It seems that for many in the autism world, “acceptance” is about letting autism take over every part of who you are and what you do. That acceptance means wearing t-shirts proclaiming your link to autism, writing and speaking about autism pride, and tying autism into one’s very identity.
I’ve come to see this is “reactive acceptance:” As a type of acceptance that happens in the face of negative stereotypes about autism. As such, it tends to over-sell the “good side” of autism and gloss over the hardships. This makes sense because it’s not simply trying to tell people what autism is, it’s trying to change an existing negative view towards autism, to replace over-the-top negativity with a balancing dose of good-vibes.
The problem with this are many, but perhaps the one I see most often and find most frustrating, is when people try to counter-balance reactive acceptance with a dollop of negativity. For example, when someone sees a positive or prideful declaration of autism, and counters it with a harsh dose of how hard it really is. This typically swings the pendulum too far in the other direction, so you get the endless and exhausting “autism sucks, autism rocks, autism sucks, autism rocks” dialogue.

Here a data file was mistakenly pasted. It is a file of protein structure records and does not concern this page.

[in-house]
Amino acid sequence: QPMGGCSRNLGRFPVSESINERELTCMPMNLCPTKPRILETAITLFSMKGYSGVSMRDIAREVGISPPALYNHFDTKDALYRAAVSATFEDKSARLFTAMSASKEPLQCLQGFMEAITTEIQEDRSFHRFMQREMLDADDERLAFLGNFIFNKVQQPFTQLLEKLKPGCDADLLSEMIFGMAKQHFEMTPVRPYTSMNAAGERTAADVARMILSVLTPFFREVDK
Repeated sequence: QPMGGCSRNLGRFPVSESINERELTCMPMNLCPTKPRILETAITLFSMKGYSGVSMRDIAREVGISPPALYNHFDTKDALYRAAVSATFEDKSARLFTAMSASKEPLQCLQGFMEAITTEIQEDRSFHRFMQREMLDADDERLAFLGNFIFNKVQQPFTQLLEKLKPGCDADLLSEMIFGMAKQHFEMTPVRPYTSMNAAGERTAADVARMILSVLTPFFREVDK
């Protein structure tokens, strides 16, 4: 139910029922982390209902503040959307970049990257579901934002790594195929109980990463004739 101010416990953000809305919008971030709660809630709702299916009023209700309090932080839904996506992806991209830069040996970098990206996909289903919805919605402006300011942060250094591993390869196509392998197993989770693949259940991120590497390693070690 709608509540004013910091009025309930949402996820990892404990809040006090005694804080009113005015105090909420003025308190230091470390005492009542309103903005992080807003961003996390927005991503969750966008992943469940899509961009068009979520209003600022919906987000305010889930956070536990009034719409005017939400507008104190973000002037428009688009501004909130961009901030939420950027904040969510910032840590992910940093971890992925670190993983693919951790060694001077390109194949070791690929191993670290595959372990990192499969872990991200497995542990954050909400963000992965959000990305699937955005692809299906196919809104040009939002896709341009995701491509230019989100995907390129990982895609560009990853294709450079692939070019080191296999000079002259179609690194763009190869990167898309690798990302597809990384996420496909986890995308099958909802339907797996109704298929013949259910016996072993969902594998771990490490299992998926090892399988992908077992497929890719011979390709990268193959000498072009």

This is really just people talking past each other: Each acting like the other is trying to paint a comprehensive view of what autism is all about, when really they were trying to rectify an incomplete picture of autism in the first place. It’s like two people arguing over whether an elephant has a long truck or has a short tail. They may or may not realise what they’re doing, sometimes it suits particular agendas to overlook the purpose of the statement they are reacting to.
In a world where the disabled are treated poorly and ignored, it may make sense to over-sell the good, in the same way that it may make sense to push the awesomeness of women in a misogynist society. There is a point though at which even with that explanation of pushing the up-side, things have gone too far and lost their way: When the thing you were born with (or came to have through no conscious decision or fault of your own), starts being treated as an independent source of pride or as a reason to be considered better than others. For autism, this would be when people start treating autism as something itself to be proud of or that makes them better than non-autistic people.
This is just another version of racism, sexism, or otherwise treating people as if they are better or worse by accident of birth: To consider someone to be better due to something they were simply born with, is in turn to consider people worse simply by virtue of something they weren’t born with. This is just buying into the very rhetoric that is at the heart of discrimination in the first place: Judging people by something completely outside of their control. This is why I increasingly find the idea of “autism pride” somewhat perverse: Not because autism is not a good thing, or because autism is a bad thing, but because it is outside of one’s own deliberate choices and actions. To me, meaningful pride is taken in something earned and worked for, in an achievement. Empty and confused pride is taken in something for which you had no input, as odd as me taking pride in my neighbour’s well-tended garden.